But these days, Dr. Bialek told me, many people “experience a lot more unexpected interaction in a sexual context than they do at dinner.” Because of our unwillingness to acknowledge a shared set of norms for sex beyond the bare minimum of consent — let alone the fact that we haven’t even gotten that bare minimum completely right — our current sexual culture can feel painfully unmoored.
It’s easy to see how overly stringent social regulation caused harm in the past; the sexual revolution happened for a reason. Yet we can recognize the benefits we have gained — less shame, more acceptance of sexual minorities, a recognition of the value of women’s sexual agency — while acknowledging the problems that persist or have worsened. Are there norms we might create or reclaim today that might paradoxically make our romantic landscape freer for everyone?
That enjoyment of dinner parties rests on a clear set of social standards: broadly shared, community-regulated understandings of what we hope a gathering will look like and how attendees should behave. For sexual encounters, setting these standards will require heated debate, and our vision for what sex means in our society must be corrected together.
We will need to make substantive claims about what we think a good sexual culture looks like but also be willing to acknowledge the ways in which certain definitions might be exclusionary and how some norms have negatively affected women and others. We will have to be open to negotiation and open to hearing from voices that have been excluded from such conversations. And we will have to have these debates in public.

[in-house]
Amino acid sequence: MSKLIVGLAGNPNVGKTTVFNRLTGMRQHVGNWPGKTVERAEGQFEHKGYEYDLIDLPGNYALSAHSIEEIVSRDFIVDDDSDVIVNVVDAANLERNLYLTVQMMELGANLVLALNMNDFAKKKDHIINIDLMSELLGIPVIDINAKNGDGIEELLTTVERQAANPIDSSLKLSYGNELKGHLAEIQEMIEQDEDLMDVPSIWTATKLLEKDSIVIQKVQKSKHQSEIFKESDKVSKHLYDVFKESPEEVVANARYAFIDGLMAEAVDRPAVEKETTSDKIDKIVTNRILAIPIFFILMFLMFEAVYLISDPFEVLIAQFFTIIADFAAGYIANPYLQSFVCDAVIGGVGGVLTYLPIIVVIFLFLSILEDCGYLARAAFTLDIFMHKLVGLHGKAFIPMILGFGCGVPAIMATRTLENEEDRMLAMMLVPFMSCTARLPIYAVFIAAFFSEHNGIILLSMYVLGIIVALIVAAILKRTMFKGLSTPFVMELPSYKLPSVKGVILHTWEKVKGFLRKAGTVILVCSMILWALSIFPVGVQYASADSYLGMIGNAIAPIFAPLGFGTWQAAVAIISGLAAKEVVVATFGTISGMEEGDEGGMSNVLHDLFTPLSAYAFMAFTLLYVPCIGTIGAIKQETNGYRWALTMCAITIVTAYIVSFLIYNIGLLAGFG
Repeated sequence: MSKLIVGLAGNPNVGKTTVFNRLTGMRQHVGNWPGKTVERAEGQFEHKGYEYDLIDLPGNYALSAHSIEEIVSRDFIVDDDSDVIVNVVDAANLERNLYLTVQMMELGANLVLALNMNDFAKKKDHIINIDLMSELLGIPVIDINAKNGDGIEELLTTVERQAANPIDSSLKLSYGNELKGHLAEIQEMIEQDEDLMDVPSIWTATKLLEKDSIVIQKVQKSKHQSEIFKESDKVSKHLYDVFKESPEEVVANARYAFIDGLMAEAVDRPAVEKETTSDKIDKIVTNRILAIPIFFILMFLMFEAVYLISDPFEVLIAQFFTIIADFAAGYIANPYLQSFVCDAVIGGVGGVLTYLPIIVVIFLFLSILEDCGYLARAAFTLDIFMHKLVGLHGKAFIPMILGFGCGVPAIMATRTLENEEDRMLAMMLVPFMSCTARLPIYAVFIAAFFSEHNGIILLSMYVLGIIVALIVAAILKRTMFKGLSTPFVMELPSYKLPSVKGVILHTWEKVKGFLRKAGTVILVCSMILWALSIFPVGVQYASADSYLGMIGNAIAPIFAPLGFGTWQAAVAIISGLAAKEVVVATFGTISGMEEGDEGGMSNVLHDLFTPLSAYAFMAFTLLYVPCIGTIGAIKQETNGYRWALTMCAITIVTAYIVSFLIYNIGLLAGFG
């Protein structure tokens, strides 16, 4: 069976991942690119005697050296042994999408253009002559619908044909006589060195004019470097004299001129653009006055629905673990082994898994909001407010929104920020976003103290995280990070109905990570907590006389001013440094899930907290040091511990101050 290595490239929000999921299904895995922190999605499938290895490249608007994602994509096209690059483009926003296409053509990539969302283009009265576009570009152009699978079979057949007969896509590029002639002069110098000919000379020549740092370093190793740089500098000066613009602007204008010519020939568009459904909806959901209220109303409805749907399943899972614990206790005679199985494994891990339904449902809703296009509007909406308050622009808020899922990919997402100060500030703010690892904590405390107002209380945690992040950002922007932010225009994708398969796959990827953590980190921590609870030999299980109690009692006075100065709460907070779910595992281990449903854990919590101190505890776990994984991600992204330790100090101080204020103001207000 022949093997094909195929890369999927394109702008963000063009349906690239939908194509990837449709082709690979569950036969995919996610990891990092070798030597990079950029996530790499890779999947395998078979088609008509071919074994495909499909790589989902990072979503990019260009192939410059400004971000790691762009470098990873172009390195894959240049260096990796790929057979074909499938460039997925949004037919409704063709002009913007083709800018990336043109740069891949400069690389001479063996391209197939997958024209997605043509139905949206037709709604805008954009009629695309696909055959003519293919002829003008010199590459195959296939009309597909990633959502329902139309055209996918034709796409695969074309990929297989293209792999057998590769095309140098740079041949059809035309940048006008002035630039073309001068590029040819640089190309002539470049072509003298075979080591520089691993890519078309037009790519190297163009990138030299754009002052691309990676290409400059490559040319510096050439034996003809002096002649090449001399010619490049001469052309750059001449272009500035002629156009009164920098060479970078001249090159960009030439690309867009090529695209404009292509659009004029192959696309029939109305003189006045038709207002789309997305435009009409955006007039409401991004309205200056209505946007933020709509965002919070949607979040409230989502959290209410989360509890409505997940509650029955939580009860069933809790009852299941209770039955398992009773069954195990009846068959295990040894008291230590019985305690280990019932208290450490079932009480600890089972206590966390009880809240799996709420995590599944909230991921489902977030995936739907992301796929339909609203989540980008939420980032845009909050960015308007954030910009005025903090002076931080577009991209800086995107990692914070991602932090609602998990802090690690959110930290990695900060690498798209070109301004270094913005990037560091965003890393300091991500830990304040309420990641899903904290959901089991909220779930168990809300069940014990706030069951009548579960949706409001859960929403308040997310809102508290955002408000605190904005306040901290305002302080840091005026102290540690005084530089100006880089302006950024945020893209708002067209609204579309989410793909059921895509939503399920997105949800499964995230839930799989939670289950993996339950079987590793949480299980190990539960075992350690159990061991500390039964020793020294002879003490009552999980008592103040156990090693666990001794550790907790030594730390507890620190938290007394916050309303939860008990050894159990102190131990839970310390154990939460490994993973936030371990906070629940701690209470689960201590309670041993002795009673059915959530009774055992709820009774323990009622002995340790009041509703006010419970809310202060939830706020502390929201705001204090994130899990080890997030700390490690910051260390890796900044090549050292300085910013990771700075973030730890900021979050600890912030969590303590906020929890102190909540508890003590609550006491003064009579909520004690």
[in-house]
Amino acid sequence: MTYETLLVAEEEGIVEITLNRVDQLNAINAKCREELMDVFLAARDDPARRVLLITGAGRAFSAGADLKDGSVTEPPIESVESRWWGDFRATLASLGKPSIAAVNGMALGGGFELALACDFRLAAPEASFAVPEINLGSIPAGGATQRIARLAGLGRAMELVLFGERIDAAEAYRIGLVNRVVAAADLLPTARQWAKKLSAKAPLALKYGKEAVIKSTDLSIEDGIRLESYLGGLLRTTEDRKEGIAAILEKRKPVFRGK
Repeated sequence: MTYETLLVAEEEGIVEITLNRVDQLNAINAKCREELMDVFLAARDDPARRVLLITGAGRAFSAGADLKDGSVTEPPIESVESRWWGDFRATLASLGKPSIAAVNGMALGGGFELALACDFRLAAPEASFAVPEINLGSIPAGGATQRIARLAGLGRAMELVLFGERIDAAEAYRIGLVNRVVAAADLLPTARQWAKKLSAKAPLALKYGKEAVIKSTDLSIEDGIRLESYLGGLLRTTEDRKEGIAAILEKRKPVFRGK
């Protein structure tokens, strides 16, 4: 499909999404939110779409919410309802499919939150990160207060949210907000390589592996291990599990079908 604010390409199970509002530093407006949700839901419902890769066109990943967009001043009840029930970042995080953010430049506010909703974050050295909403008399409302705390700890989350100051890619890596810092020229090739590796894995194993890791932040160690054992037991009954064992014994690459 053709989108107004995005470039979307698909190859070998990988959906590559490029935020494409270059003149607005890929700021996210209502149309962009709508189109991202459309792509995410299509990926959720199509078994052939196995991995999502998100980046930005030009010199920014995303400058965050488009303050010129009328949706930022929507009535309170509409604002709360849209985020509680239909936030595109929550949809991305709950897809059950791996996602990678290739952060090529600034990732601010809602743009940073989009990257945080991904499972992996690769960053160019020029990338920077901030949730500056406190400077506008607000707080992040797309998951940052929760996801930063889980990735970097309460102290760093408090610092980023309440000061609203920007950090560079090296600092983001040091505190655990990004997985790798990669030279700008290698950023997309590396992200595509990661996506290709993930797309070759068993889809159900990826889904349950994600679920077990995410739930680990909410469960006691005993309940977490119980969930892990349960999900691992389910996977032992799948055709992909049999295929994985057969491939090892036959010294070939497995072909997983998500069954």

Still, some new understandings may be in order. Maybe even casual sex is significant, an act unlike any other. Maybe some porn-inspired practices — those that eroticize degradation, objectification, harm — shouldn’t be mainstreamed. Maybe we do have a duty to others, not just to our own desire. We need norms more robust than “anything between two consenting adults goes.”
It’s time to raise the standard for what good sexual encounters look like and hold ourselves and our peers accountable to it. Good — that is to say, ethical — sex is not simply about getting consent so that we can do what we want. The ideal we might strive for instead is to will the good of our partners, too — and hold ourselves back from having sex if we cannot or are unsure that our partners do.
This might lead to less casual sex, at least in the short term. But, considering the clear dissatisfaction with the current landscape, that might not be so bad.